Skip to content

Counting What Counts: What big data can do for the cultural sector

This report argues for senior cultural decision-makers to grasp the potential of big data.

This report argues for senior cultural decision-makers to grasp the potential of big data.

Key findings:

  • The current approach to the use of data in the cultural sector is out-of-date and inadequate. 
  • A way of harnessing 'big data' is needed to help cultural organisations benefit

The sector as a whole and the policy and regulatory bodies which oversee it are already failing to make the most of the considerable financial and operational benefits which could arise from better use of data. 

 

In addition, a significant opportunity to better understand and possibly increase the cultural and social impact of public expenditure is going begging.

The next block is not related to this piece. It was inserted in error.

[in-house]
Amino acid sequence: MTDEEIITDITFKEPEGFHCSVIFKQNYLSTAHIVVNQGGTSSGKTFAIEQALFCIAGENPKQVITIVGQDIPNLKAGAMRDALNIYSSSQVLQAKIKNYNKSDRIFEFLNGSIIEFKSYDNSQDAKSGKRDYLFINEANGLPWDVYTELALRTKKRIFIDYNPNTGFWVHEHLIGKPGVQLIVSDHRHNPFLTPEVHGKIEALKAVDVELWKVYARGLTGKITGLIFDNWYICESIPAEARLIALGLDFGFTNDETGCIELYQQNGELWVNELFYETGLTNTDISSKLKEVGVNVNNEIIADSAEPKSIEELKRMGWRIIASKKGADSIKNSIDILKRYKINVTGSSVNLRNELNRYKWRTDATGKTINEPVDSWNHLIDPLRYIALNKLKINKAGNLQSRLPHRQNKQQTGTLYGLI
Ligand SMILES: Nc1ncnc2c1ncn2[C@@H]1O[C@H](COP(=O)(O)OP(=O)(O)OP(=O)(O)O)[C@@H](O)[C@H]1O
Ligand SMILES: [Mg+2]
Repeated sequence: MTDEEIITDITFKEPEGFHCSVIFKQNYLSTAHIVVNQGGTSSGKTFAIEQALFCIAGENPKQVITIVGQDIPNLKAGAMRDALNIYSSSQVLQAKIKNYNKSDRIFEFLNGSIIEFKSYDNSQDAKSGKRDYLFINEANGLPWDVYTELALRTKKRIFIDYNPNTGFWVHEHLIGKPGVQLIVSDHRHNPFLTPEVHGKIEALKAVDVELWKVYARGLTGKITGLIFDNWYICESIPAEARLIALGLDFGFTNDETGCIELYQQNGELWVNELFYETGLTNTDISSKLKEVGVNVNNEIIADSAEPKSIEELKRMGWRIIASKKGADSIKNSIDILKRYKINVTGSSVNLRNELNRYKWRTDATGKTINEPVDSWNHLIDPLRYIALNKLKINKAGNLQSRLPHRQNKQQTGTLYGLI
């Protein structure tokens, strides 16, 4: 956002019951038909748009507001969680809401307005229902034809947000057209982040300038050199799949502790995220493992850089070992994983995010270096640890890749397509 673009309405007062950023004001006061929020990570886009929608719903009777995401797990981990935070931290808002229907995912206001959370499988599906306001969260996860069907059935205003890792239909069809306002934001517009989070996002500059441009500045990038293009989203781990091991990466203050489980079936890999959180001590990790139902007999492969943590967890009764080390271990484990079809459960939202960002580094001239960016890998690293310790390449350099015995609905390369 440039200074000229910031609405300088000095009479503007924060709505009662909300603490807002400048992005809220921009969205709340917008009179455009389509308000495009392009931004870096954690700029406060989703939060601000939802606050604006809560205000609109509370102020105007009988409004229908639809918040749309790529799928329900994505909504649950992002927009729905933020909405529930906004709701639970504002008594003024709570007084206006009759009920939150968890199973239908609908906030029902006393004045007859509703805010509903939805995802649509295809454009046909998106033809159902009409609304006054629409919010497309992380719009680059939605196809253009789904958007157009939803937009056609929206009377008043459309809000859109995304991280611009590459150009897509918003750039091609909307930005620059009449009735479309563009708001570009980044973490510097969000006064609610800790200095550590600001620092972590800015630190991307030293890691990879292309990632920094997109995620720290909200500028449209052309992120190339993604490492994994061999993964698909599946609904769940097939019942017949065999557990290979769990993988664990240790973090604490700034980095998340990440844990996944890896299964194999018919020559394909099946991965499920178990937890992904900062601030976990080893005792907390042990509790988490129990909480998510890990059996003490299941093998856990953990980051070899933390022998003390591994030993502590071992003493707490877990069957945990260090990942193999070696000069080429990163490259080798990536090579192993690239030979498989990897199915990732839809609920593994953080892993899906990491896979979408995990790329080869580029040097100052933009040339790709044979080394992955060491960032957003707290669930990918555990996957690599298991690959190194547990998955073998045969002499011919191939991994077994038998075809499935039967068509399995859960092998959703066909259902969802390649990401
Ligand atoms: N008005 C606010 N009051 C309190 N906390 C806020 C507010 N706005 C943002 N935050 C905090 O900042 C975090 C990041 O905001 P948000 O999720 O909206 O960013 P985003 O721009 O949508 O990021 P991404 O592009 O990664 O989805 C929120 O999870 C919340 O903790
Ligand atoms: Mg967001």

It is high time for a step-change in the approach of arts and cultural bodies to data and for them to take up and build on the management of so-called "big data" in other sectors. 

 

This report aims to set the issues in a wide strategic context. The overall objective is to help senior cultural decision-makers to understand the importance and urgency of the need to think differently about the potential of big data.

 

It aims to encourage them to set in train changes to the environment, the metrics and the skills to make the most of big data which are needed to harness its potential.

 

Authors:

Anthony Lilley with Professor Paul Moore